One of the proudest moments in William A Hindle’s decades-long business career came around 2014 after he gave a talk about the company culture at HindlePower, a Pennsylvania-based manufacturer of utility battery chargers.
That evening, after delivering the speech to a crowd of around 150 of his manufacturing peers, William, known as Bill, went to a nearby bar with his production manager. “As we walked in, we heard this person yell ‘Hey, untouchables, you’,” he recalls. The two men kept walking, but the yelling continued. “Yeah, you turn around. You’re the untouchables.”
Eventually, Bill realized that it was he and his teammate who were the ‘untouchables’. He went over to the men and asked them to clarify. “They said we just listened to your presentation and your organization’s culture is so far ahead of everyone that you are now untouchable,” Bill explains, “We can’t relate to what you are talking about. It’s very difficult.”
Bill disagreed with the men then, and still does. He doesn’t think HindlePower’s culture was or is ‘untouchable’. “I am proud that we have been acknowledged as a model employer, but it is within the power of every organization – regardless of their sector, size and location – to achieve what we have. That doesn’t mean it’s easy. It requires ambition, bravery and a willingness to be different. But it is definitely possible, and their comments got me thinking about how I could share my ideas more widely.”
Bill, who is now 66, has spent more than 22 years building a unique and widely envied culture at HindlePower, where he says his primary goal is not to produce a product, but to improve the quality of the lives of everyone who works there – and, in doing so, create a win–win–win for himself, his employees and his customers.
He explains, “All of us live only one time in this life. We spend more time at work than we do with our families at home. I asked myself, ‘Why don’t we make work like home? Why don’t we make our work a little bit like family? Why can’t we make it so that it’s an enjoyable event?’ Why wouldn’t we want to live like this? I don’t know why people want to go to work and yell at their co-workers. Why are they mean and nasty? That’s beyond me.”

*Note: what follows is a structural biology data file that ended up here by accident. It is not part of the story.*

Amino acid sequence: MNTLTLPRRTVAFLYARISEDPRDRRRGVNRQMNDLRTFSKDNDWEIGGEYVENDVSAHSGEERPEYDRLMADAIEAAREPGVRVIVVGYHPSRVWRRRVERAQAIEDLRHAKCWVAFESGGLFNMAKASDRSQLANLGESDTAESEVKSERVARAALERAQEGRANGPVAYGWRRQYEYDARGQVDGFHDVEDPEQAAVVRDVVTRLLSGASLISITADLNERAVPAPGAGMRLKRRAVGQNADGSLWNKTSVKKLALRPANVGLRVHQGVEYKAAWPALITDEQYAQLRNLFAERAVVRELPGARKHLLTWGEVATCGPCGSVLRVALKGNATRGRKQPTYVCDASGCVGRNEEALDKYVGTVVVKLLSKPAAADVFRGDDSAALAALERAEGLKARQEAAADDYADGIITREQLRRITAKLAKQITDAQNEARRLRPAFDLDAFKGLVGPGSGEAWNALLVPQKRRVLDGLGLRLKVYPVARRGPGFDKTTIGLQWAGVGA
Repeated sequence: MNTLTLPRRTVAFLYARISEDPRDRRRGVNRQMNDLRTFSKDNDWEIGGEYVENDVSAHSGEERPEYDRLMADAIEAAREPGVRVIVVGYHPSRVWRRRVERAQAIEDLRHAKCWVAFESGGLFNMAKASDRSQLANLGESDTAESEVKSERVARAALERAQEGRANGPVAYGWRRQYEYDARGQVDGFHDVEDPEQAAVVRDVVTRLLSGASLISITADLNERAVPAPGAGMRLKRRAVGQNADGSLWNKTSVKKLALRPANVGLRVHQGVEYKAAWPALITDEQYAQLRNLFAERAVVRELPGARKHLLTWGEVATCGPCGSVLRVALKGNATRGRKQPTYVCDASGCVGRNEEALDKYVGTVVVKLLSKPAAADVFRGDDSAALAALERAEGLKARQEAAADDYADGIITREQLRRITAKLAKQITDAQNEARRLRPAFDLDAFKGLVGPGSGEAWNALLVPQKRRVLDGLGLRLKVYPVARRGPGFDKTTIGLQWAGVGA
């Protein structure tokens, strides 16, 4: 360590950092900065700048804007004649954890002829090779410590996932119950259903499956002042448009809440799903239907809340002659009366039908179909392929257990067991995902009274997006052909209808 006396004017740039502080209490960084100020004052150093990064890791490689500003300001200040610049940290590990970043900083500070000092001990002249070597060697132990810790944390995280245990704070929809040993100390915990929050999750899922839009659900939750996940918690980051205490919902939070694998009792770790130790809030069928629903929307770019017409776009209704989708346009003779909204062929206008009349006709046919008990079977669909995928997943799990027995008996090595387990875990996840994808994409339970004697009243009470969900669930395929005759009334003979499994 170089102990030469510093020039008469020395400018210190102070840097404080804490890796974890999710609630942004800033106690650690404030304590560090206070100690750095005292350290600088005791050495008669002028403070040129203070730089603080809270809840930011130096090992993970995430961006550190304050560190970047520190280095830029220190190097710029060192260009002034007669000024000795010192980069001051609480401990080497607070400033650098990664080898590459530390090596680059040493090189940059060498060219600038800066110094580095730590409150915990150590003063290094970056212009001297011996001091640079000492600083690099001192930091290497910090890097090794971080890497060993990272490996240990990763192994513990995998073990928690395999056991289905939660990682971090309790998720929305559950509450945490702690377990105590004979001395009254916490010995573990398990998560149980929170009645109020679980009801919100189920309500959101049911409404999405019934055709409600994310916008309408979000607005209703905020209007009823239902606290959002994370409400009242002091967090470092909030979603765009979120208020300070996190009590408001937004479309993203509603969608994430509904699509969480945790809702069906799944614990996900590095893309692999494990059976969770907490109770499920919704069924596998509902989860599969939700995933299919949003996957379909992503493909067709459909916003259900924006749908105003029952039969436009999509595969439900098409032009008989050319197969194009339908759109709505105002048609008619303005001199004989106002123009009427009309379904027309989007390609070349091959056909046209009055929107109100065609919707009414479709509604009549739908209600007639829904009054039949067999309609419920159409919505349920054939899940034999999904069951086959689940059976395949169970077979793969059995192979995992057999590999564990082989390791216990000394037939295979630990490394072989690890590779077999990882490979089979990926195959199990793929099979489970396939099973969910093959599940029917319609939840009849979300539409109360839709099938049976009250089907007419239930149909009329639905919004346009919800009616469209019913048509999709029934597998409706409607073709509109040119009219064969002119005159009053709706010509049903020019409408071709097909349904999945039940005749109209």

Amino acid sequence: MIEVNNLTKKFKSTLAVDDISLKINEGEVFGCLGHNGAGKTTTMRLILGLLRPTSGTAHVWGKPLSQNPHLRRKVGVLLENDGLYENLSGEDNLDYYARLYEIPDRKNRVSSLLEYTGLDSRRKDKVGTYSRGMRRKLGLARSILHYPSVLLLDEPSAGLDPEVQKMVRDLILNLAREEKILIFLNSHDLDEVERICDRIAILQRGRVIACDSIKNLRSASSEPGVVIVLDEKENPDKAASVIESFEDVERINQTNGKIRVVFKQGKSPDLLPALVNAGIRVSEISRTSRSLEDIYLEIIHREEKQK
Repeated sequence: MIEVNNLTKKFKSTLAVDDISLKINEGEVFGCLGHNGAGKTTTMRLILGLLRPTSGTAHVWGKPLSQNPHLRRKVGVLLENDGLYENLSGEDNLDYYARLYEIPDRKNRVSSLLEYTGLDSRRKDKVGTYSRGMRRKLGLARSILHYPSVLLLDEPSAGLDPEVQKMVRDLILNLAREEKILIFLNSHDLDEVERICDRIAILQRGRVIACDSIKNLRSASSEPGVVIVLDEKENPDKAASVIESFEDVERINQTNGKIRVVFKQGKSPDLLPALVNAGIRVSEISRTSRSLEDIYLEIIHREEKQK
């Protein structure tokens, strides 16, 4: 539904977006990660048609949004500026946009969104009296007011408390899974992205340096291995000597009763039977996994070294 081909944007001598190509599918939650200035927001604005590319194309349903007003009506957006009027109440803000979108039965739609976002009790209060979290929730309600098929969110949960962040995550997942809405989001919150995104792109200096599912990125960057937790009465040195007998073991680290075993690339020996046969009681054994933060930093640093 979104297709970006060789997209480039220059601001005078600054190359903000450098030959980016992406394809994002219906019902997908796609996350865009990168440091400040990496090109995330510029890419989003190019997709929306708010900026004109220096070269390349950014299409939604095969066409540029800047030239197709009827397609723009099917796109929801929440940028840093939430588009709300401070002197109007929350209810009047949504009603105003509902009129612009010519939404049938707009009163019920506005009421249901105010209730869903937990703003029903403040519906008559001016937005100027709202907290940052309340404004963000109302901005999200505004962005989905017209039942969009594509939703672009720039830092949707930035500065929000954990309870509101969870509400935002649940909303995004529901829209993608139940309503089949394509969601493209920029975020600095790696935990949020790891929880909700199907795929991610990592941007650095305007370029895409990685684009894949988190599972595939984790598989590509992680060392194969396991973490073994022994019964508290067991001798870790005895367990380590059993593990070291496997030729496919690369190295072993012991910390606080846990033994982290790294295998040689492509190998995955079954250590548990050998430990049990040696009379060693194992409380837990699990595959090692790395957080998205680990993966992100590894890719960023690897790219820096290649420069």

In other words, Bill’s dedication to leadership comes from a desire to enjoy every single minute of the time he spends at work and for his employees to do the same. “I’ve become passionate about what I do because I love growing people and being happy. I love the feeling of camaraderie, laughing and joking with my peers and growing and succeeding with them.”
“I’ve become passionate about what I do because I love growing people and being happy. I love the feeling of camaraderie, laughing and joking with my peers and growing and succeeding with them.”
That word ‘succeeding’ is significant, though, because Bill hasn’t just succeeded in creating a fun working environment with his exuberant and unorthodox leadership style. HindlePower stands out when judged by any set of metrics, including the bottom-line profits. It’s an award-winning industry leader that can boast a track record of 15 consecutive years of double-digit percentage revenue growth, right up until the start of the COVID-19 pandemic.